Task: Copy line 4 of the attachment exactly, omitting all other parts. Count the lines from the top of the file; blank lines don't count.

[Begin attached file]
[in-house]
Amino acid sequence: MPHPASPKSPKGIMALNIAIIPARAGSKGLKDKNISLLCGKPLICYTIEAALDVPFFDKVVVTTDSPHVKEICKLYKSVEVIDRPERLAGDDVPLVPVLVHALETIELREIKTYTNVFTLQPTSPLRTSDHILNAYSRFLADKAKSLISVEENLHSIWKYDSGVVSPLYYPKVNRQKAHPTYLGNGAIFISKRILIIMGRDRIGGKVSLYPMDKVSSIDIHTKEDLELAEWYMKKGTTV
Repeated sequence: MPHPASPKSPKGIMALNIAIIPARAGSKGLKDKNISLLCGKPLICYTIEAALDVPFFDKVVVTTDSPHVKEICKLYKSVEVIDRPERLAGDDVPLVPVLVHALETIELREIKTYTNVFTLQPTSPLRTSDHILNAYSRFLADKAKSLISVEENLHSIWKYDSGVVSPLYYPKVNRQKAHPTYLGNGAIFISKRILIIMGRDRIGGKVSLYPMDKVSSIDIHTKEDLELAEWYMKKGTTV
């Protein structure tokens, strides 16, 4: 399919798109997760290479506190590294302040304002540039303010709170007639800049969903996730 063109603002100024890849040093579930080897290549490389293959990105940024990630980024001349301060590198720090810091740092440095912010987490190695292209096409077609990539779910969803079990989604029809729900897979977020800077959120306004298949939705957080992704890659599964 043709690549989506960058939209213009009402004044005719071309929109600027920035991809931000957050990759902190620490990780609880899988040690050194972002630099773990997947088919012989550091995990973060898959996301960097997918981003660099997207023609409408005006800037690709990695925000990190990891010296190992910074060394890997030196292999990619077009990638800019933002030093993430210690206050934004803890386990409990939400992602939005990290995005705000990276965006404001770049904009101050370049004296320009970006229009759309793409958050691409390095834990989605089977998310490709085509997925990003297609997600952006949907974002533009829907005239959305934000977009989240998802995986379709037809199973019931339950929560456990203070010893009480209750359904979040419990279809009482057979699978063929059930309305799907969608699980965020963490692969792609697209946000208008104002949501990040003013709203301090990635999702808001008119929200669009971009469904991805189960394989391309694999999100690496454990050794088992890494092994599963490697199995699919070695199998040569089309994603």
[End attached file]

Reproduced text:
């Protein structure tokens, strides 16, 4: 399919798109997760290479506190590294302040304002540039303010709170007639800049969903996730 063109603002100024890849040093579930080897290549490389293959990105940024990630980024001349301060590198720090810091740092440095912010987490190695292209096409077609990539779910969803079990989604029809729900897979977020800077959120306004298949939705957080992704890659599964 043709690549989506960058939209213009009402004044005719071309929109600027920035991809931000957050990759902190620490990780609880899988040690050194972002630099773990997947088919012989550091995990973060898959996301960097997918981003660099997207023609409408005006800037690709990695925000990190990891010296190992910074060394890997030196292999990619077009990638800019933002030093993430210690206050934004803890386990409990939400992602939005990290995005705000990276965006404001770049904009101050370049004296320009970006229009759309793409958050691409390095834990989605089977998310490709085509997925990003297609997600952006949907974002533009829907005239959305934000977009989240998802995986379709037809199973019931339950929560456990203070010893009480209750359904979040419990279809009482057979699978063929059930309305799907969608699980965020963490692969792609697209946000208008104002949501990040003013709203301090990635999702808001008119929200669009971009469904991805189960394989391309694999999100690496454990050794088992890494092994599963490697199995699919070695199998040569089309994603």